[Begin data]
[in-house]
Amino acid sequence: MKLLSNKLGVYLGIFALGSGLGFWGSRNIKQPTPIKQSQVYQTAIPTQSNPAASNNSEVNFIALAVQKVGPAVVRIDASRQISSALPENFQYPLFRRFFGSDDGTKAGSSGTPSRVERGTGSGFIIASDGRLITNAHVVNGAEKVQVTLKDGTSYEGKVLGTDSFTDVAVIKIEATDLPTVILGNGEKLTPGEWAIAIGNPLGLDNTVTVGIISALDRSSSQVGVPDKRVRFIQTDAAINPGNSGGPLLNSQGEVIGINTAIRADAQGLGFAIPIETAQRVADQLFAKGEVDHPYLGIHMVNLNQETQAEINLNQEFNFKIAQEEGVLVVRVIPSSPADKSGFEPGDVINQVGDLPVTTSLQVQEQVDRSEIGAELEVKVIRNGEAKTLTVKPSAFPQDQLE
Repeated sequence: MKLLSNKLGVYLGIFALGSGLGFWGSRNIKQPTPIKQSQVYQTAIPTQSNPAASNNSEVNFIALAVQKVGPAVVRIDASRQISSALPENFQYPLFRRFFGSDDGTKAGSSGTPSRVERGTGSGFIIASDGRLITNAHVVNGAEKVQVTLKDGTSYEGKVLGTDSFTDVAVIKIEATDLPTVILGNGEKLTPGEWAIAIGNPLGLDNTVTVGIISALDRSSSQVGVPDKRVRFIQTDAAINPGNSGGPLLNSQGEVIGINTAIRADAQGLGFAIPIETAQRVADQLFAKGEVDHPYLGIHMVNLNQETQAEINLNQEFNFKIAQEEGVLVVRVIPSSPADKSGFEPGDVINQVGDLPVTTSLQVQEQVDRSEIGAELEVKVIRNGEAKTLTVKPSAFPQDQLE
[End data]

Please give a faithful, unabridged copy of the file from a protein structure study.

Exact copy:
[in-house]
Amino acid sequence: MKLLSNKLGVYLGIFALGSGLGFWGSRNIKQPTPIKQSQVYQTAIPTQSNPAASNNSEVNFIALAVQKVGPAVVRIDASRQISSALPENFQYPLFRRFFGSDDGTKAGSSGTPSRVERGTGSGFIIASDGRLITNAHVVNGAEKVQVTLKDGTSYEGKVLGTDSFTDVAVIKIEATDLPTVILGNGEKLTPGEWAIAIGNPLGLDNTVTVGIISALDRSSSQVGVPDKRVRFIQTDAAINPGNSGGPLLNSQGEVIGINTAIRADAQGLGFAIPIETAQRVADQLFAKGEVDHPYLGIHMVNLNQETQAEINLNQEFNFKIAQEEGVLVVRVIPSSPADKSGFEPGDVINQVGDLPVTTSLQVQEQVDRSEIGAELEVKVIRNGEAKTLTVKPSAFPQDQLE
Repeated sequence: MKLLSNKLGVYLGIFALGSGLGFWGSRNIKQPTPIKQSQVYQTAIPTQSNPAASNNSEVNFIALAVQKVGPAVVRIDASRQISSALPENFQYPLFRRFFGSDDGTKAGSSGTPSRVERGTGSGFIIASDGRLITNAHVVNGAEKVQVTLKDGTSYEGKVLGTDSFTDVAVIKIEATDLPTVILGNGEKLTPGEWAIAIGNPLGLDNTVTVGIISALDRSSSQVGVPDKRVRFIQTDAAINPGNSGGPLLNSQGEVIGINTAIRADAQGLGFAIPIETAQRVADQLFAKGEVDHPYLGIHMVNLNQETQAEINLNQEFNFKIAQEEGVLVVRVIPSSPADKSGFEPGDVINQVGDLPVTTSLQVQEQVDRSEIGAELEVKVIRNGEAKTLTVKPSAFPQDQLE